Descriptive and mechanistic researches conducted over the past decade have resulted in a better understanding of the pathogenesis and occurrence of these undesirable side effects. The risk of oral mucositis development is multifactorial, predictable, quantifiable and largely genetically determined. Our ability to develop effective risk prediction will be an important step in the development of customized patient interventions. According to Sonis [44], normal cells and tumor cells do not respond in the same way to cytotoxic therapy; therefore pharmacologic toxicity prevention at the mechanistic level is a realistic goal without jeopardizing tumor response to treatment.

To date, despite the current understanding of the complex development of oral mucositis in cancer patients, no interventions are available for absolute prevention or treatment of oral mucositis. Interventions that target only one specific process as part of the mucositis pathobiology process have been reported to be largely ineffective [1]. Prevention and treatment of oral mucositis should be directed toward multiple biological targets of the mucositis process either by an intervention with multiple mechanism effects or combination of interventions. Until now, there is a general approval of the use of palifermin as drug of choice (with certain limitations) for the prevention and treatment of mucositis [44-47]; however, this drug is given through intravenous route not as topical application.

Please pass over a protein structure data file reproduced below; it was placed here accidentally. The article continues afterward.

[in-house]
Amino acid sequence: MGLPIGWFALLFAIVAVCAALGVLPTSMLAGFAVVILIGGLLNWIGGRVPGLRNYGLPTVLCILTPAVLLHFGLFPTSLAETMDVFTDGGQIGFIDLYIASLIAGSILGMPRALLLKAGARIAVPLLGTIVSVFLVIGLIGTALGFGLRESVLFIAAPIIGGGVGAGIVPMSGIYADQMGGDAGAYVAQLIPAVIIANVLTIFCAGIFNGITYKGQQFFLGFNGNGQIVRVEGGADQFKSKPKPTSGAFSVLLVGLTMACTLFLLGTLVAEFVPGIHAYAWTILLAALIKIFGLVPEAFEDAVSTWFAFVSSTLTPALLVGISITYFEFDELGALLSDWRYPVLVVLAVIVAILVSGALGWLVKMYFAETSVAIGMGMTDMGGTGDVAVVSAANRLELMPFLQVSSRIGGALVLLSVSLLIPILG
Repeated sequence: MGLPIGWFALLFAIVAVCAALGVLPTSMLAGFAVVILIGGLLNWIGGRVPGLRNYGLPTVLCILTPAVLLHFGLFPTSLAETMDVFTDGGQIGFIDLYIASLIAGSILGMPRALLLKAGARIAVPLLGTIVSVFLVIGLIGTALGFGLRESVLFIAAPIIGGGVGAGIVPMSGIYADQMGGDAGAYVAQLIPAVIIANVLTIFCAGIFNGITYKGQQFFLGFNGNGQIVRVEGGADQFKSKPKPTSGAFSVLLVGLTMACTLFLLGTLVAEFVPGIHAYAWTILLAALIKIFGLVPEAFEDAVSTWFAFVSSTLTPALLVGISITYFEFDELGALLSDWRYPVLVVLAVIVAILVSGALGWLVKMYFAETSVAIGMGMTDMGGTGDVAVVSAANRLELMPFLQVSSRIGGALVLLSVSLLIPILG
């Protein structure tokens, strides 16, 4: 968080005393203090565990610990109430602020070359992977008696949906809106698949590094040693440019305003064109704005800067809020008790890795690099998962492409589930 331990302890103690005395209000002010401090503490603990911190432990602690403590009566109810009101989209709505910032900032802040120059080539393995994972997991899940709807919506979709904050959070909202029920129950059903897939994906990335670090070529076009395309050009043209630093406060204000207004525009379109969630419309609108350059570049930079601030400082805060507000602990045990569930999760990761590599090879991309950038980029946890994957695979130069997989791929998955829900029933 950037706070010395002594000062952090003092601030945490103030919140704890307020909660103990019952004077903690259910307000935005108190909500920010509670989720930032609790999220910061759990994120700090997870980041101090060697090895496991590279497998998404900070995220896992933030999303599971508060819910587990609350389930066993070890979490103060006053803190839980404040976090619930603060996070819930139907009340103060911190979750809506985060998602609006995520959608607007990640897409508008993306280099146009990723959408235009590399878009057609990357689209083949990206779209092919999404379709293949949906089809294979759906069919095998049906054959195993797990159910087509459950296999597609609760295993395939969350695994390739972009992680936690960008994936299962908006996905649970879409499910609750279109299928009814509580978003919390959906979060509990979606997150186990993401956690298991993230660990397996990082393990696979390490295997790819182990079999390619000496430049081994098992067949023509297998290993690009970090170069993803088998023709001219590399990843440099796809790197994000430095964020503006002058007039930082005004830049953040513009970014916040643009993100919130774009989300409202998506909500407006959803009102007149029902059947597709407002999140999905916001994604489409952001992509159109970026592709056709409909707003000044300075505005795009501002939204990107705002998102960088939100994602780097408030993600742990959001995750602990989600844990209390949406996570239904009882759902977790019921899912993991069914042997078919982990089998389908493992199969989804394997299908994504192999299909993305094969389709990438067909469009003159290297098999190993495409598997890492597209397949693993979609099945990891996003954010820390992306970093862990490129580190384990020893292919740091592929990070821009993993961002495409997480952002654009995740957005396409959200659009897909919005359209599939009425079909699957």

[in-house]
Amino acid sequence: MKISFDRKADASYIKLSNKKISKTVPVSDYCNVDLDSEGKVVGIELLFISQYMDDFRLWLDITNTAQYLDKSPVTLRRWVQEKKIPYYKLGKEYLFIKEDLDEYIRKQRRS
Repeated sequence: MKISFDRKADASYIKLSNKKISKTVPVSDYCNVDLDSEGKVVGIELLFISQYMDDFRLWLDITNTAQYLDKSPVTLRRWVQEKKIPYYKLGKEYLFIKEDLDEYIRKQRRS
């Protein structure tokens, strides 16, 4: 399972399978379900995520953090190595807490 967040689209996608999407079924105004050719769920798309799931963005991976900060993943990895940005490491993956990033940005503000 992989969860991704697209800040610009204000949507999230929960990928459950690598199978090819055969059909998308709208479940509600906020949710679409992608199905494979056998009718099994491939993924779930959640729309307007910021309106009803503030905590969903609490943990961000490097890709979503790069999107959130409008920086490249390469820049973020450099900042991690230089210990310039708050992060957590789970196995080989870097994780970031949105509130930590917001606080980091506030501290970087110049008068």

In the present study, an alternative effective intervention for oral mucositis with less limitations and easy application was investigated. This local treatment was olive leaf extract, which is a safe natural herbal product with no known toxicity or lethality [26,48]. Topical olive leaf extract was used to treat recurrent aphthous ulceration and its effect was compared with the effect of topical dexamethasone elixir [49]. These authors concluded that both medications reduce the size of the ulcers and also decreased the pain; no significant difference was detected. Thus, olive leaf extract was thoroughly investigated in this research through microbiological examination, experimental animal studies and clinical trial.